Finally, you will be asked for a passphrase. The passphrase will be used to encrypt the private key for added security. You will then be prompted to enter this passphrase when making a signed commit to decrypt the key.

Retrieve the unique signing key id

Now that our key pair has been created we need to retrieve our unique signing key id.

gpg --list-secret-keys --keyid-format LONG

Here is an example of the output you should see with fabricated ids.

-----------------------------------
sec   rsa4096/00EF4D3F22885E4B 2019-11-20 [SC]
      1234567890ABCDEF1234567890ABCDEF12345678
uid                 [ultimate] Rick Deckard <deckard@example.com>
ssb   rsa4096/ABC123D7FAA52318 2019-11-20 [E]

The key id is the 16-character sequence following rsa4096/ in the sec (secret) row at the top. In our example above, our signing key id would be 00EF4D3F22885E4B.

Alternatively, you could run gpg --list-signatures to find the same signing key id next to a sig tag.

Make note of this signing key as we will use it in the sections below.

Git Settings

If you haven't already done so, make sure to add the same email used in GitHub and your GPG key pair to your gitconfig.

git config --global user.email "deckard@example.com"

And if not yet done, be sure to add your name too.

git config --global user.name "Rick Deckard"

Configure git to use your GPG signing key.

git config --global user.signingkey 00EF4D3F22885E4B

You can conveniently set git to sign every commit by default. If you don't then you will need to include the -s flag in the command line for every commit you wish to sign.

git config --global commit.gpgsign true

There is also the option to automatically sign tags.

git config --global tag.gpgsign true

If you don't want to set these globally, you can also set it per repository using a --local parameter when in a git controlled project directory.

Add the GPG public key to GitHub

Firstly, retrieve and copy your GPG public key using your signing key. You will add this to your GitHub account so that it can verify every signed commit as actually coming from you.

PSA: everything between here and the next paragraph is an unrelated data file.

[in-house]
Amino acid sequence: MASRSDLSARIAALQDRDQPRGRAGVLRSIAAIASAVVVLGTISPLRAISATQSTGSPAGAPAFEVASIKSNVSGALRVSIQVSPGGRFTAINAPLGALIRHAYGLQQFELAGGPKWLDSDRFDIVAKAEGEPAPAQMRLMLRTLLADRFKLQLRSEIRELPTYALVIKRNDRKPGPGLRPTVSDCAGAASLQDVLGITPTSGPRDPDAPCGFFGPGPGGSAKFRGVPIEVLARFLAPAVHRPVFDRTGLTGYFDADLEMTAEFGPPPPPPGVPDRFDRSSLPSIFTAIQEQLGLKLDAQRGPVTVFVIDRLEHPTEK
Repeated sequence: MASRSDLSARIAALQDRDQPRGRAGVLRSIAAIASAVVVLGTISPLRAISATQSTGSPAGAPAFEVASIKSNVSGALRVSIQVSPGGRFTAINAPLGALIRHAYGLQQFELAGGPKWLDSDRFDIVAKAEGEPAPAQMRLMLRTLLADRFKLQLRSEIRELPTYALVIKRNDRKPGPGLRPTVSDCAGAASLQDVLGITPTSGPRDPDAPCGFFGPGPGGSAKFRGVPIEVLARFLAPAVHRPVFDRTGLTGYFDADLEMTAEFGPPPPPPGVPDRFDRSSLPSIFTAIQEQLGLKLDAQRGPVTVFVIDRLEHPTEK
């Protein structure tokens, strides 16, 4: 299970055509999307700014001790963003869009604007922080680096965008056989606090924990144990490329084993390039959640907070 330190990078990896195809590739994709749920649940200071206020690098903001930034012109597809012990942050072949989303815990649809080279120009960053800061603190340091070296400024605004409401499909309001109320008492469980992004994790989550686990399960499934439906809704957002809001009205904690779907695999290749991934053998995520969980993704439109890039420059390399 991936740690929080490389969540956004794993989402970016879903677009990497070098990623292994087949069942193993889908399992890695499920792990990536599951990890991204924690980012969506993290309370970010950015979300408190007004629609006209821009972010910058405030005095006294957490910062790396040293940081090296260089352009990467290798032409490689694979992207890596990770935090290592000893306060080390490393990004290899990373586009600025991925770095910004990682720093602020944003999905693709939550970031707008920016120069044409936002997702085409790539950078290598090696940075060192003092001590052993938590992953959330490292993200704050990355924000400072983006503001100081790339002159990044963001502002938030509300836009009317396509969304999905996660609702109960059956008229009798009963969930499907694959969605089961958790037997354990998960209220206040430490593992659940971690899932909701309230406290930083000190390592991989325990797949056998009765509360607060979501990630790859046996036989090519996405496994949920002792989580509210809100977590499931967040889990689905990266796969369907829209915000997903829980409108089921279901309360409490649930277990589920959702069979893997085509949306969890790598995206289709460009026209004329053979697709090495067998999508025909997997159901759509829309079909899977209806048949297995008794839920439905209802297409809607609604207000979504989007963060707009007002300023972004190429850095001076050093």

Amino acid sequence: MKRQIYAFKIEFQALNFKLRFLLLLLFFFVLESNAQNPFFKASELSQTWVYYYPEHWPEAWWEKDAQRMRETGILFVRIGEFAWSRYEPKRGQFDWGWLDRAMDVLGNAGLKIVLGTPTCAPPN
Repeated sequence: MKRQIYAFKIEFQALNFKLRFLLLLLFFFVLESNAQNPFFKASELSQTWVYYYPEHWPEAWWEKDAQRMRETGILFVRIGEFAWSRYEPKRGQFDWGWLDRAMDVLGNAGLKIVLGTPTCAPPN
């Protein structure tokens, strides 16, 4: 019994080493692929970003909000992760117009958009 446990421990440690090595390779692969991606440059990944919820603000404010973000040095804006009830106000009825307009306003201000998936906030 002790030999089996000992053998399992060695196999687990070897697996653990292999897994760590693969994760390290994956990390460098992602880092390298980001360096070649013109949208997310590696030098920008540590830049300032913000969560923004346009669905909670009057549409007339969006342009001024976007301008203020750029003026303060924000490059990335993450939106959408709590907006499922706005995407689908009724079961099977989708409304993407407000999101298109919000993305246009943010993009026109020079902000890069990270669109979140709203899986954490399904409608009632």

gpg --armor --export 00EF4D3F22885E4B

Open a browser and navigate to your GitHub SSH and GPG Keys settings.

Click on the New GPG Key button and paste in your previously copied public key. This should be all the text including the start -----BEGIN PGP PUBLIC KEY BLOCK----- and end -----END PGP PUBLIC KEY BLOCK----- tags.

Enable commit signing in Visual Studio Code

We now need to set Visual Studio Code to append the -s flag to every commit that it runs from the built-in git user interface.

Thankfully, this is really easy to accomplish. Open the settings and search for "gpg" and check the box for Enables commit signing with GPG.

Alternatively, you can add this setting directly to your settings.json with the following line.

"git.enableCommitSigning": true

Make a few signed commits

I recommend running a test commit from both the command-line as well as via the Visual Studio Code interface.

Regardless of which method you decide to test first you will see a window pop up on your first commit now that GPG signing is setup. This is the pinentry and it is asking for your passphrase that you set when creating the key pair. The passphrase is used to decrypt your private key before git will complete the commit.

Enter your GPG passphrase

At this stage the passphrase will be cached after the first successful entry as per our ~/.gnupg/gpg-agent.conf settings.

Verify signed commits

Locally, you can verify that the commits were signed with your signature.

git log --show-signature -1

If you now push any of these changes to your remote in GitHub you will see a verified status next to each signed commit.

Remote Containers

As an added bonus I can also confirm the above setup worked when running commits from within the Microsoft pre-built VS Code Development Container Node image. This is helpful if you want to use Remote Containers for development and make signed commits from the Visual Studio Code integrated terminal.

The only extra requirement when using Remote Containers is to install socat on your WSL2 instance otherwise the git commits won't work.

sudo apt-get install socat

Keep in mind that the version of git that comes with the Microsoft development containers are a little behind so you might want to add an upgrade step to the Dockerfile. Or bring your own Dockerfile - you're the master of your own destiny.

Conclusion

And that’s it! Enjoy your newly verified status on GitHub.

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I am a London based web developer currently focused on JavaScript, Node and React. Get in touch if you wish to compare eslint configs or debate the deadliest enemy in videogame history (spoiler alert: it was the first goomba).